Proposed bike center doesn’t solve problem

By By Alicia Williams

By Alicia Williams

An open house was held Oct. 8 as a brainstorming effort to meet the demands of bicyclists who utilize public transportation. The Utah Transit Authority, Utah Department of Transportation and officials from Salt Lake City met with the bicyclists and others interested in bicycling issues for the area. They passed out surveys and asked for suggestions on how public transportation for bicyclists can be improved.

They then introduced a new bike center that will be a place to store bikes, eat and take a shower.

Although a bike center has some merits, there are a few problems. Besides the fact that it is only in the planning stage and construction won’t even begin until spring, the center will do nothing to alleviate the prevalent rider issue8212;the lack of space on the University TRAX line between 8 a.m. and 10 a.m.

The future bike center will be located at UTA’s Intermodal Hub at 250 S. 600 West and primarily targets FrontRunner passengers.
Pax Rasmussen, a U instructor who brings his bike to campus on TRAX every day, then rides it home, said the bike situation is out of control.

“The trains are freaking packed, I mean packed. You’re pressed body to body,” Rasmussen said. “On the morning trains going up to the university, there are far more bike riders than the train can accommodate. Obviously, the bicycle center isn’t going to help it.”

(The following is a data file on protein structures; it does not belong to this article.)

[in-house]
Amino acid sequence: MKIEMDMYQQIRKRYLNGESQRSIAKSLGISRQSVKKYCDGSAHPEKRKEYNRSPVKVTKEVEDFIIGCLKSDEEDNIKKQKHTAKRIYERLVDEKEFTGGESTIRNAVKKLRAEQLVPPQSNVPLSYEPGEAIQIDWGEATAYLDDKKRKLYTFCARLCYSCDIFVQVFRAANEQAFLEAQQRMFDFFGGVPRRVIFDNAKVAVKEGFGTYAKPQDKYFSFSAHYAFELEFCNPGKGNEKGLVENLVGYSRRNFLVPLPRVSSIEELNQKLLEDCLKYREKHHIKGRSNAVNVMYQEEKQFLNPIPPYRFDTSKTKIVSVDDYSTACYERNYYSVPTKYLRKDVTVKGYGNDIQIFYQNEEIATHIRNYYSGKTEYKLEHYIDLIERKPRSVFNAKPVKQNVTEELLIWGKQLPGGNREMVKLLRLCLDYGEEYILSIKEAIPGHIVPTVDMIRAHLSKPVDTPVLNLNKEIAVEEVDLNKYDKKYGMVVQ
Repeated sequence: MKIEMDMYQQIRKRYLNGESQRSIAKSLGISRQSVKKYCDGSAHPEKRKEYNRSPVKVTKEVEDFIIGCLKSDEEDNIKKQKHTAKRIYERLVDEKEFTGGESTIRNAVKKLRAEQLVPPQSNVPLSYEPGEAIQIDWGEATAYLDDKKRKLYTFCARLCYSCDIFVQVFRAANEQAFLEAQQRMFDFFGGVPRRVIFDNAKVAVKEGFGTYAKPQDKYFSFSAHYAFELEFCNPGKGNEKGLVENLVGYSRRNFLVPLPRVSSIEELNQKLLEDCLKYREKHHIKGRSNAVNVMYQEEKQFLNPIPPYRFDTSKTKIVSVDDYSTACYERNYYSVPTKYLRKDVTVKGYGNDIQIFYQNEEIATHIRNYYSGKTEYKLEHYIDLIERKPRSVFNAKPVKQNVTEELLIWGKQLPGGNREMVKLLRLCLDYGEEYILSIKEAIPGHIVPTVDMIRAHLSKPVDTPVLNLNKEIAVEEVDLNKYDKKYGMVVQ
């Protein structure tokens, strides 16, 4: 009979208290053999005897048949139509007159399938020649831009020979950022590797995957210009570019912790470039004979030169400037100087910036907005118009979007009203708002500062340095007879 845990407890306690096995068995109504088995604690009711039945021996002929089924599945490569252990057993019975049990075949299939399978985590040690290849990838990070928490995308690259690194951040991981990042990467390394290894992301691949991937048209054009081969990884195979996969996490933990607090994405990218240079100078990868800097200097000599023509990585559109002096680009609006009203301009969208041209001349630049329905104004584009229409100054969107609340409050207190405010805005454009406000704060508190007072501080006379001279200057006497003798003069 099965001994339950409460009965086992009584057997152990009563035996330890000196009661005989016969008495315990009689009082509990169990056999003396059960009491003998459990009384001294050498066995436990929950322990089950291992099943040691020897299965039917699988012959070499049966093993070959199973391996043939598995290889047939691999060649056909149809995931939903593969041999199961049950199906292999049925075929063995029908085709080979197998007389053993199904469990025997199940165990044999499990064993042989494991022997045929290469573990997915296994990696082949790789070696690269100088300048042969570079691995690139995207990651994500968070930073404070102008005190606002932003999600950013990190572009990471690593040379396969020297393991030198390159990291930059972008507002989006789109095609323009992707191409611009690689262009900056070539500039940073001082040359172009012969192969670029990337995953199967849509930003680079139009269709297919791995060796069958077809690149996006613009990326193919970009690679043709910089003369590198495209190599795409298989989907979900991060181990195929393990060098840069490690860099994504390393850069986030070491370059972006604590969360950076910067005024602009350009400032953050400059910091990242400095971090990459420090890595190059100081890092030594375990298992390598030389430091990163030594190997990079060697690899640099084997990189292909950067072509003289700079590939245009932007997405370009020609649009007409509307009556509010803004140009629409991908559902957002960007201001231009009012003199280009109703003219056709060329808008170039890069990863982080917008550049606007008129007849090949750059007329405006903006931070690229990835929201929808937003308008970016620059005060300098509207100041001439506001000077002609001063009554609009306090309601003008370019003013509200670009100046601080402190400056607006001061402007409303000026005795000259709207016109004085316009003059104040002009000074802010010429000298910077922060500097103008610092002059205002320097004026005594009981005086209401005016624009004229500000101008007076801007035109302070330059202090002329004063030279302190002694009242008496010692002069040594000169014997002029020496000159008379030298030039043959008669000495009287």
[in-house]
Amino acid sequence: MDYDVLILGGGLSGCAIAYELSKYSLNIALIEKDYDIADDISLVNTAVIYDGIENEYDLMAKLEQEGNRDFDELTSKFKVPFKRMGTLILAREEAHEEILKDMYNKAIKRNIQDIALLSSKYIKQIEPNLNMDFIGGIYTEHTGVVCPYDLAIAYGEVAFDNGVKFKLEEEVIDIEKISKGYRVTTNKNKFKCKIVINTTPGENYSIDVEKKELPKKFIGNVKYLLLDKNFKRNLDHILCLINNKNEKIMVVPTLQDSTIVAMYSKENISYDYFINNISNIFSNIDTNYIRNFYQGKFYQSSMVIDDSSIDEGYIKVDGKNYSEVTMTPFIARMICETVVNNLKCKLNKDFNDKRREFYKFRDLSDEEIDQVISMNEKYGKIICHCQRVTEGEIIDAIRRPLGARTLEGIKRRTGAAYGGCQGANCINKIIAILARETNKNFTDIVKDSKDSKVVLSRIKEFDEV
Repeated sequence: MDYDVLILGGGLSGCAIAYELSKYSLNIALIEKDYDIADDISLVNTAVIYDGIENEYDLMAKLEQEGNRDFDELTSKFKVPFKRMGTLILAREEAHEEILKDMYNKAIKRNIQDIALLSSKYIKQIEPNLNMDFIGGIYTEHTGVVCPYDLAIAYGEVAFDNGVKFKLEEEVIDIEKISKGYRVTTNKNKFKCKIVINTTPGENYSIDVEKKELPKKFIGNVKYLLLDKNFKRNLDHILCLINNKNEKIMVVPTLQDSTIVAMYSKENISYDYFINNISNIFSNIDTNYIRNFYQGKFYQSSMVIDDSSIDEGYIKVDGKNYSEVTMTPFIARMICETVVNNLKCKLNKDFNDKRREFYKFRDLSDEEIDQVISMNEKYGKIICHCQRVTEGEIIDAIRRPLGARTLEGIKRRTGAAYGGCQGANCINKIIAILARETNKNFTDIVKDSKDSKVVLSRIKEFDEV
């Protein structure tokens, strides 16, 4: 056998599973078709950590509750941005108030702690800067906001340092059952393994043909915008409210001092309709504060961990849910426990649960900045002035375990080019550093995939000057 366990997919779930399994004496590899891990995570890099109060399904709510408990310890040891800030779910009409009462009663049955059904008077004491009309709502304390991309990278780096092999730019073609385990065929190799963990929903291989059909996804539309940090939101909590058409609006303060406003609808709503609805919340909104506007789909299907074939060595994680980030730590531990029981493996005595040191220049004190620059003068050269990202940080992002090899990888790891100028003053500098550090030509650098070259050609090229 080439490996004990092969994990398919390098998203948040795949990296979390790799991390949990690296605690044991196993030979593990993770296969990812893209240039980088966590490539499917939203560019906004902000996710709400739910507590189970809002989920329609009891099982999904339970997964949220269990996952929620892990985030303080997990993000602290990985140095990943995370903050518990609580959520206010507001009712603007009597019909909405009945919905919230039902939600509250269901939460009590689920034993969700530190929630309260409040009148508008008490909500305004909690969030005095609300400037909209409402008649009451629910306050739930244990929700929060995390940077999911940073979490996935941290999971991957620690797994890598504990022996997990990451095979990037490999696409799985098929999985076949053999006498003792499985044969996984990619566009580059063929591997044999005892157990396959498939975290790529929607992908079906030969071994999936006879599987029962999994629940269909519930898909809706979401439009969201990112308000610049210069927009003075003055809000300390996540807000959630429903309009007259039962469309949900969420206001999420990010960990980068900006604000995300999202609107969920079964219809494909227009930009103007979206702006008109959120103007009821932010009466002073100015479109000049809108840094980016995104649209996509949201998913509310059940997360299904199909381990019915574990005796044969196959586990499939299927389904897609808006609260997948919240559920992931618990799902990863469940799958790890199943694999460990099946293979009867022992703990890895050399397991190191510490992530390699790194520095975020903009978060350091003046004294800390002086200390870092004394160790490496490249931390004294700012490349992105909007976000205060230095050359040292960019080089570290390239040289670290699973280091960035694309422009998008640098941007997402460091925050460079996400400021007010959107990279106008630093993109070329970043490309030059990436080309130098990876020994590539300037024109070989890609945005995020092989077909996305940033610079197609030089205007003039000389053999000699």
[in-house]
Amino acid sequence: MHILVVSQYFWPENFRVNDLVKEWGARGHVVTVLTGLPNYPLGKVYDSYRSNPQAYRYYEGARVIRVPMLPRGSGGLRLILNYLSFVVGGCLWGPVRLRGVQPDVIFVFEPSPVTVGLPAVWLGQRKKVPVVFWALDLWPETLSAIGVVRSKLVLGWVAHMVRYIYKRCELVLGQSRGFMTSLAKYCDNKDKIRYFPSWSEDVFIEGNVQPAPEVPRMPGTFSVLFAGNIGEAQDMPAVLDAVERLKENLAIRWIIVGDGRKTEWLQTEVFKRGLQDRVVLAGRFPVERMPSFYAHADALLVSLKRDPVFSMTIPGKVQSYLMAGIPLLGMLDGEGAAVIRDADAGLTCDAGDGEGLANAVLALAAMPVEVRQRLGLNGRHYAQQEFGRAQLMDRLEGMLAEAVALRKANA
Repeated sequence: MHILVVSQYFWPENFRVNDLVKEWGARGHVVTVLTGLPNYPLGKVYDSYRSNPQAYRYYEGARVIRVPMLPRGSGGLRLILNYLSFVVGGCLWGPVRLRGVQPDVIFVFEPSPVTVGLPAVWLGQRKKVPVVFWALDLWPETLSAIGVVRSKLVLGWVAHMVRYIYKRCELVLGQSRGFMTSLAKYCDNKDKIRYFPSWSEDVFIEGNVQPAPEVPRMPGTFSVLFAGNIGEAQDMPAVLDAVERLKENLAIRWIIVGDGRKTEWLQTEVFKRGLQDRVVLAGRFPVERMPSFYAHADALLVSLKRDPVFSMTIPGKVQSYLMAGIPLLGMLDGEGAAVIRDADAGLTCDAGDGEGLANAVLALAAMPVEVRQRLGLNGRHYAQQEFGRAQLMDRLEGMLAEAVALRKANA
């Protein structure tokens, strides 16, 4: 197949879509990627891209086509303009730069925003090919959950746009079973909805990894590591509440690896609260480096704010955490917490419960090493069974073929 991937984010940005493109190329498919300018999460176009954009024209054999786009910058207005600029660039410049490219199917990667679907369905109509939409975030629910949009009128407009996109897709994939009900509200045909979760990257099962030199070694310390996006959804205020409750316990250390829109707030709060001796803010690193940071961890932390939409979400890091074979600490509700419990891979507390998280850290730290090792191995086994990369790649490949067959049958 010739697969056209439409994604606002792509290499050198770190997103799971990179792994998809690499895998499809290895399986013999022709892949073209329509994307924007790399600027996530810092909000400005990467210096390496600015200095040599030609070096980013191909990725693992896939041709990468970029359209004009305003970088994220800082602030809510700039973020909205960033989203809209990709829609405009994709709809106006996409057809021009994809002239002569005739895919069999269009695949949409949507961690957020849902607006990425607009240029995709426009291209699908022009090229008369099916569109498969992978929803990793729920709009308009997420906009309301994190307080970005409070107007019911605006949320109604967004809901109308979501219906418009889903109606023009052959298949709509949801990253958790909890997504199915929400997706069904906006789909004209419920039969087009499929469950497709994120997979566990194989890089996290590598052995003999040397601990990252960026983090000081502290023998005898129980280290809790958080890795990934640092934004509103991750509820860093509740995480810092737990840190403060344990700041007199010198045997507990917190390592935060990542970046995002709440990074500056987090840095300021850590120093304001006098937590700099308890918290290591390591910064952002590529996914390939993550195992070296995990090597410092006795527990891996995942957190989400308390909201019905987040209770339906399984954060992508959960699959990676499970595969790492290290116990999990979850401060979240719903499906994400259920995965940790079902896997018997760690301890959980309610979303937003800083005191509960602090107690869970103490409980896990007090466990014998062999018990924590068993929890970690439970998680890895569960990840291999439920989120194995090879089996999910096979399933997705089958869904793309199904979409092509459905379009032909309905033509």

Only two bikes are allowed on either end of a TRAX car, and other riders with bikes are expected to wait for the next train that comes 15 minutes later. In an effort to alleviate crowding in the entrance areas, UTA removed one row of seating, but did not increase the number of bikes allowed on, which is the problem.

If they followed the rules, bicyclists would be required to wait for an empty train to get on. Instead, they are choosing to pack in with the rest of the riders, while everyone on the train more or less takes it with a grain of salt.

“Bicyclists are solving the problem themselves. They are putting 10 to 12 bicycles per car,” Rasmussen said. “It’s a very democratic solution. Just imagine one of those packed trains, there’s 12 bikes in the car, and the officer comes on the train and says, “Who was the two that were on first?'”

UTA will not consider requests from bicyclist TRAX riders for some type of hanging rack system to contain their bikes within the trains. This is something that would allow more bikes to be held in a safe, neat and orderly manner. The racks could be placed where seats were removed so that no additional riders would be displaced.

Carrie Bohnsack-Ware, a UTA spokeswoman, said, “The fact that we would be concerned that people would be hitting their heads on these racks and there wouldn’t be enough room for regular people to get out of the way, because that has been brought up before and I know that some of our engineers have looked into that and that they have said that while it’s a possibility, there are a lot of drawbacks to that as well.”

UTA’s continued refusal to consider hanging racks is unfair to riders both with and without bikes. Although the bike center will be a nice amenity, it does not address the problems of numerous bike riders who need to take their bikes up to the U with them.

If UTA is not willing to consider the rack system, then it should at least increase the frequency of trains during peak hours for the University line.

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Alicia Williams

Willus Branham